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United States v. Lamont

decided: August 14, 1956.


Author: Clark

Before CLARK, Chief Judge, and HINCKS and WATERMAN, Circuit Judges.

CLARK, Chief Judge.

These are appeals from orders of Judge Weinfeld dismissing three indictments charging Corliss Lamont, Abraham Unger, and Albert Shadowitz respectively with refusal to answer questions before the Permanent Subcommittee on Investigations of the Senate Committee on Government Operations, on the ground that the indictments failed to charge violations of 2 U.S.C. § 192. Judge Weinfeld's scholarly opinion is reported at D.C.S.D.N.Y., 18 F.R.D. 27.

Lamont, Unger, and Shadowitz were called before a one-man subcommittee and asked to answer certain questions relating to their possible participation in or knowledge of subversive or leftist activities. They refused on the grounds that the subcommittee was without authority to require answers to the questions and that they were entitled under the First Amendment to remain silent. The Senate cited them for contempt; and they were indicted substantially in the statutory language of 2 U.S.C. § 192, the pertinent portion of which reads as follows: "Every person who having been summoned as a witness by the authority of * * * any committee of either House of Congress, willfully makes default, or who, having appeared, refuses to answer any question pertinent to the question under inquiry, shall be deemed guilty of a misdemeanor * * *."*fn1

The judge found each indictment to be fatally defective in that it failed to plead the following elements of the offense: (1) that the committee before which the alleged refusal to answer occurred was duly empowered by either House of Congress to conduct the particular inquiry, setting forth the source of the authority; (2) that the inquiry was within the scope of the authority granted to the committee; and (3) that the witness' refusal to answer was willful or deliberate and intentional. Of these three asserted deficiencies we need here consider only the second and so much of the first as may also relate to the question whether this inquiry fell within the subcommittee's authority.*fn2 This question and its corollary as to the right of the defendants to raise it prior to the trial is the basis issue in the case.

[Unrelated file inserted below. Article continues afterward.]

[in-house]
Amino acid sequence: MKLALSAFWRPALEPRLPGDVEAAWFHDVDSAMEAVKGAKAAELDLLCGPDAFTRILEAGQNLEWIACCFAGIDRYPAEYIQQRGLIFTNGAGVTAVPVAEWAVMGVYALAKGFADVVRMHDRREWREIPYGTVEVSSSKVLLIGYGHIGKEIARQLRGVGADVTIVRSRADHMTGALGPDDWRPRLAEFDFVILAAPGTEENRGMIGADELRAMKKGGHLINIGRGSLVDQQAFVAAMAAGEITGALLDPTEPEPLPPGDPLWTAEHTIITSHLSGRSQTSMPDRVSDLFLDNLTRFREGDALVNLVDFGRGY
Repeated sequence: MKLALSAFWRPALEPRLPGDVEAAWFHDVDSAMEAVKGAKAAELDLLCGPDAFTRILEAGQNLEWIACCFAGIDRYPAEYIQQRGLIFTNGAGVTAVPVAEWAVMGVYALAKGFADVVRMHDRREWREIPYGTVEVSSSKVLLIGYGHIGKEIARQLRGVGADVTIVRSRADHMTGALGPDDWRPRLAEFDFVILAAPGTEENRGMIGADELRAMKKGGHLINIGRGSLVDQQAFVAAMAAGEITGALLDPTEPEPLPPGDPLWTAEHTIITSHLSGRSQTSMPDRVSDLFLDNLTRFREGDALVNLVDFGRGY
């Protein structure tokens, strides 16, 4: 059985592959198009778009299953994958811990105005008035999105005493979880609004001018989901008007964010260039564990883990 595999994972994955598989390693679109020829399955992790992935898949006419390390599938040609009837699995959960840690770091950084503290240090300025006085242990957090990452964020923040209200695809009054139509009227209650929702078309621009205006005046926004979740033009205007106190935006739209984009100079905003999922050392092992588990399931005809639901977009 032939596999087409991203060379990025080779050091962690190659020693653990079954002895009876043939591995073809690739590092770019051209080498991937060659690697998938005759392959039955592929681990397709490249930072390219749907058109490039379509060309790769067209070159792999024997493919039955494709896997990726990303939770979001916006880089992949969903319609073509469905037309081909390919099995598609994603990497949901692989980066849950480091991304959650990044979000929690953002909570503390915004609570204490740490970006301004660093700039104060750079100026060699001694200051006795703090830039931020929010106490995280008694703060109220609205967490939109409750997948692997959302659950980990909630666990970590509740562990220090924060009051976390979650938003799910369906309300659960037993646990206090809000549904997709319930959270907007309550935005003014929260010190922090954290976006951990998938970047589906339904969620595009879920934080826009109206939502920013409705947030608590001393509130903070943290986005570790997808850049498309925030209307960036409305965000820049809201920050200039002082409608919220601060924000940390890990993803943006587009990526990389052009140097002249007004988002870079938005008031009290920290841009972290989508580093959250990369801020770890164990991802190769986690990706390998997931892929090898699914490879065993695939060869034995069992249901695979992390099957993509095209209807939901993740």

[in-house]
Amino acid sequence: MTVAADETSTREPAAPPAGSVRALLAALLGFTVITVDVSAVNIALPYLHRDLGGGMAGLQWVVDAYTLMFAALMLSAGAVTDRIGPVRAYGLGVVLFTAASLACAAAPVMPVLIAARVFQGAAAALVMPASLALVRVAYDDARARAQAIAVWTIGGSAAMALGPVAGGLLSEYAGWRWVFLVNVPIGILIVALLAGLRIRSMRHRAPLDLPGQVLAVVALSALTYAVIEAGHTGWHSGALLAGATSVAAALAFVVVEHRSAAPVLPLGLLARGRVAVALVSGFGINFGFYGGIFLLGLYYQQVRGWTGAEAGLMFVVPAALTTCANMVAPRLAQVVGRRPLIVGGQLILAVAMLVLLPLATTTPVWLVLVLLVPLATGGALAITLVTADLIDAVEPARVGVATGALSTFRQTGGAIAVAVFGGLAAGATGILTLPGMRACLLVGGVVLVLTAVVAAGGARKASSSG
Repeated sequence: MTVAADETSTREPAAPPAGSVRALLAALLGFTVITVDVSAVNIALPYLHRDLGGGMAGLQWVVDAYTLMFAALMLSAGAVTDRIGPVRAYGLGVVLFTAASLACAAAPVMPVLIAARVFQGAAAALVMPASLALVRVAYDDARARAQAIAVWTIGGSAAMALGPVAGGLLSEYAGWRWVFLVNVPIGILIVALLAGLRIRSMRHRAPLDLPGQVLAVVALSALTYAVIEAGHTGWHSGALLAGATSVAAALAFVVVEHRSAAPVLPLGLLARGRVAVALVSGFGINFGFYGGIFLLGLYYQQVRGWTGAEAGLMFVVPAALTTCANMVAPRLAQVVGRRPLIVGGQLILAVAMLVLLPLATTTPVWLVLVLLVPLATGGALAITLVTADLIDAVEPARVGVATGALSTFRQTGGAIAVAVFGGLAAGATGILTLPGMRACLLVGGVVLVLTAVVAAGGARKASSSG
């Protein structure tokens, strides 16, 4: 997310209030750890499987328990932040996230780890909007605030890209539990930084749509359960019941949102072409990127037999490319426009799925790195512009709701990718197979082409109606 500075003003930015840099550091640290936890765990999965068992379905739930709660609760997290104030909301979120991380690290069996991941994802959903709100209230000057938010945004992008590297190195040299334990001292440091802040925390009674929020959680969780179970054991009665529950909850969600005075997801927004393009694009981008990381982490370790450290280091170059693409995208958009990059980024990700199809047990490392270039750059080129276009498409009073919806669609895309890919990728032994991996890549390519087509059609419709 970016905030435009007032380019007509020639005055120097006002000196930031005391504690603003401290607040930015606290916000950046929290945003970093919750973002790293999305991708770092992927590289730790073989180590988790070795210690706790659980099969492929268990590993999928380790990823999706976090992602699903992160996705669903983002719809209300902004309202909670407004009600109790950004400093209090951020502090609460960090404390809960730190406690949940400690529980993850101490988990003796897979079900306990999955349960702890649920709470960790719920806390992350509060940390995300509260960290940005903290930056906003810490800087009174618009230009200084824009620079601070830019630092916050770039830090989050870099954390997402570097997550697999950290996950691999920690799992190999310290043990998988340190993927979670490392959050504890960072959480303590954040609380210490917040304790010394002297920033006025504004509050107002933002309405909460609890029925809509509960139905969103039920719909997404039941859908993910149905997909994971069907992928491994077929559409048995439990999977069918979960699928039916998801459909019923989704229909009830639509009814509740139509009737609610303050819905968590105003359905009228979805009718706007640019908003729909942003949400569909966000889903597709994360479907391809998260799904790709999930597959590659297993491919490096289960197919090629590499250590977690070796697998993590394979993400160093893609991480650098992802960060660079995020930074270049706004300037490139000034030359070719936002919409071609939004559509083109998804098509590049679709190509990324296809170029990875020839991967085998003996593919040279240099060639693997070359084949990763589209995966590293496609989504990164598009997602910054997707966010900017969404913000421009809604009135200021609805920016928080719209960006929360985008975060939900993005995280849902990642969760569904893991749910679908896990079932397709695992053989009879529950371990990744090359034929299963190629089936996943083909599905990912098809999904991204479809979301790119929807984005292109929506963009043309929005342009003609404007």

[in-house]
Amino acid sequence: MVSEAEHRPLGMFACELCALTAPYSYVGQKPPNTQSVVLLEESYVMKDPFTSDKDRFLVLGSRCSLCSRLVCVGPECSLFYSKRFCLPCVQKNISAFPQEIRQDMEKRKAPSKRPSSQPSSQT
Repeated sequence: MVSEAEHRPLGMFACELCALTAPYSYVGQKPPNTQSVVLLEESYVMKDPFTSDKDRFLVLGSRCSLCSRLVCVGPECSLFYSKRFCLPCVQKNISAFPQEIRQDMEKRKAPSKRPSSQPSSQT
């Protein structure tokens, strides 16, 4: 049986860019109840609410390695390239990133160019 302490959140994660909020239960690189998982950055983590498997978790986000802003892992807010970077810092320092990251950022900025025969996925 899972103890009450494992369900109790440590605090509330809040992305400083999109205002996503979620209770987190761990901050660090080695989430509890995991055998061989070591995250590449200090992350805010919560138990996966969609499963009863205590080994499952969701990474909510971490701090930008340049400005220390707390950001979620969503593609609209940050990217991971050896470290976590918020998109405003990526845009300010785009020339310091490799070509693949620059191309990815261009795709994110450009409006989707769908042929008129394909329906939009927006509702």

On this appeal the government contends in effect that the authority of a congressional committee should be presumed for purposes of testing the indictment, or, alternatively, that the general reorganization statute and congressional resolutions referred to in the indictment constitute a sufficient pleading of the subcommittee's power. Defendants, on the other hand, argue that they should not be put to the expense and humiliation of preparing for trial and defending themselves when purely as a matter of law it is clear that the excursions of this Senate subcommittee, constituted to study the operation of government activities to determine its economy and efficiency,*fn3 when extended into the field of alleged subversive activities of nongovernmental persons were entirely unauthorized. The question is of substantial importance, touching one of the sensitive areas of public thought and governmental control.